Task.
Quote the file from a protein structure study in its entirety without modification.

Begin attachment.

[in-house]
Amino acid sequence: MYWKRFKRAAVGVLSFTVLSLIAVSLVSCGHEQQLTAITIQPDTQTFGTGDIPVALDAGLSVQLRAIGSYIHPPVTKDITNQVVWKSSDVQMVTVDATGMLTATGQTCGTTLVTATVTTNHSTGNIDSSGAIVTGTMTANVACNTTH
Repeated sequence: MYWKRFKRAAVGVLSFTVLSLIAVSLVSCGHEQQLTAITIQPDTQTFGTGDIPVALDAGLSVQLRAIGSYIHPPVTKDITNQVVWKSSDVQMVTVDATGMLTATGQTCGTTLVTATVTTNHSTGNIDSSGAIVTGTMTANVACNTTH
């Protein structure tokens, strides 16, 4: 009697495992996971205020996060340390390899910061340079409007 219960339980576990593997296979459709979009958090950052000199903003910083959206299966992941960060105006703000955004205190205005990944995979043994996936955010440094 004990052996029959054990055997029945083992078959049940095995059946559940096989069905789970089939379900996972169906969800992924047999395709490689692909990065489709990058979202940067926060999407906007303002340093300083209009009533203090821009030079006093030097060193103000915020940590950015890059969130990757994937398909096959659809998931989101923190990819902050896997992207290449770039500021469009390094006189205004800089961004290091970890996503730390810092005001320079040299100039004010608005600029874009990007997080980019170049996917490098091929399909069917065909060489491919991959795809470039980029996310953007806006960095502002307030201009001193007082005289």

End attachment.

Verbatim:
[in-house]
Amino acid sequence: MYWKRFKRAAVGVLSFTVLSLIAVSLVSCGHEQQLTAITIQPDTQTFGTGDIPVALDAGLSVQLRAIGSYIHPPVTKDITNQVVWKSSDVQMVTVDATGMLTATGQTCGTTLVTATVTTNHSTGNIDSSGAIVTGTMTANVACNTTH
Repeated sequence: MYWKRFKRAAVGVLSFTVLSLIAVSLVSCGHEQQLTAITIQPDTQTFGTGDIPVALDAGLSVQLRAIGSYIHPPVTKDITNQVVWKSSDVQMVTVDATGMLTATGQTCGTTLVTATVTTNHSTGNIDSSGAIVTGTMTANVACNTTH
């Protein structure tokens, strides 16, 4: 009697495992996971205020996060340390390899910061340079409007 219960339980576990593997296979459709979009958090950052000199903003910083959206299966992941960060105006703000955004205190205005990944995979043994996936955010440094 004990052996029959054990055997029945083992078959049940095995059946559940096989069905789970089939379900996972169906969800992924047999395709490689692909990065489709990058979202940067926060999407906007303002340093300083209009009533203090821009030079006093030097060193103000915020940590950015890059969130990757994937398909096959659809998931989101923190990819902050896997992207290449770039500021469009390094006189205004800089961004290091970890996503730390810092005001320079040299100039004010608005600029874009990007997080980019170049996917490098091929399909069917065909060489491919991959795809470039980029996310953007806006960095502002307030201009001193007082005289």